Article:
I think that the unexpected outcome of the Ukraine conflict so far has been how it is affecting the Russian economy. The value of the ruble has already declined, suggesting that we could see a serious impact on investments in Russia. European banks could be getting nervous, which will have a definite impact on capital flow into Russia. Right now, it looks like the Russian economy could be hit harder than Ukraine if this conflict continues.
About 15 percent of Europe’s natural gas flows through Ukraine pipelines, so the potential impact of interruptions or stoppages via Ukrainian pipelines is more limited now than it once was. That said, European investors still have good incentive to help restore old pipelines to ensure the continued supply of Russian oil and gas.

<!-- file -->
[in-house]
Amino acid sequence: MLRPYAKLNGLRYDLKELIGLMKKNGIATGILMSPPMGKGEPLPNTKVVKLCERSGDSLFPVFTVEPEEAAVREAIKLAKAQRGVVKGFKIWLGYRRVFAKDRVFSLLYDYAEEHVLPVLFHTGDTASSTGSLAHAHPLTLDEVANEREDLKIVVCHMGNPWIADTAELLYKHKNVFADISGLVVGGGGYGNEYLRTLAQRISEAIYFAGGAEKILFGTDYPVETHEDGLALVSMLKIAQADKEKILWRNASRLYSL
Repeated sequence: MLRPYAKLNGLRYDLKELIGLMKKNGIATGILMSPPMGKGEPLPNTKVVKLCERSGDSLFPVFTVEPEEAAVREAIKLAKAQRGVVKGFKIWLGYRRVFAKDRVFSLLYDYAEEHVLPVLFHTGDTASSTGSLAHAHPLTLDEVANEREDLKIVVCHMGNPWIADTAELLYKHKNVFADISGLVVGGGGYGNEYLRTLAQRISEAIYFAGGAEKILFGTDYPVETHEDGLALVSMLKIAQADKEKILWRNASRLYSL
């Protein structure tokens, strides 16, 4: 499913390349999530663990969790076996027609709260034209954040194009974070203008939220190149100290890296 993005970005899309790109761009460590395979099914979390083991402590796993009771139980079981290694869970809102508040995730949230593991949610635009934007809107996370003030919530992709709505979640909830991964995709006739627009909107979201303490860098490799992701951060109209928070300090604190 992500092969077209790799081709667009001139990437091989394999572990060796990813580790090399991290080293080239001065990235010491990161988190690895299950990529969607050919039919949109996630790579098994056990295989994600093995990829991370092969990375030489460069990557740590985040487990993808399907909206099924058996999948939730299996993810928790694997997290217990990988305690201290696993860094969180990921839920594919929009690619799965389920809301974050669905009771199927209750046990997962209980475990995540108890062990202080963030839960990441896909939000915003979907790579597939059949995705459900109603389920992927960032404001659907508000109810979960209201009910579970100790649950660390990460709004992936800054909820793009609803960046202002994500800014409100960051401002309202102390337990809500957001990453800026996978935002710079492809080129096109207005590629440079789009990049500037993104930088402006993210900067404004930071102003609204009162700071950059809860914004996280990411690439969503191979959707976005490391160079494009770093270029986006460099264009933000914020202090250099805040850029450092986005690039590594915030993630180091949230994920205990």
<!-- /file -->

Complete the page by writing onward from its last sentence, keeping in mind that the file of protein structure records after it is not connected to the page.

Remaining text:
Actually, because of the timing of this conflict with Ukraine, Europe is somewhat protected from any serious economic or fuel price impact. We’re at the end of winter, so demand is falling, and many European countries have worked at improving their reserves. Prices have already gone up, yes, but the supplies are there. You’ll always see prices go up in response to news like the conflict in Ukraine, but that’s a market response, not linked to actual supply and demand.
Article Author: Chris Faulkner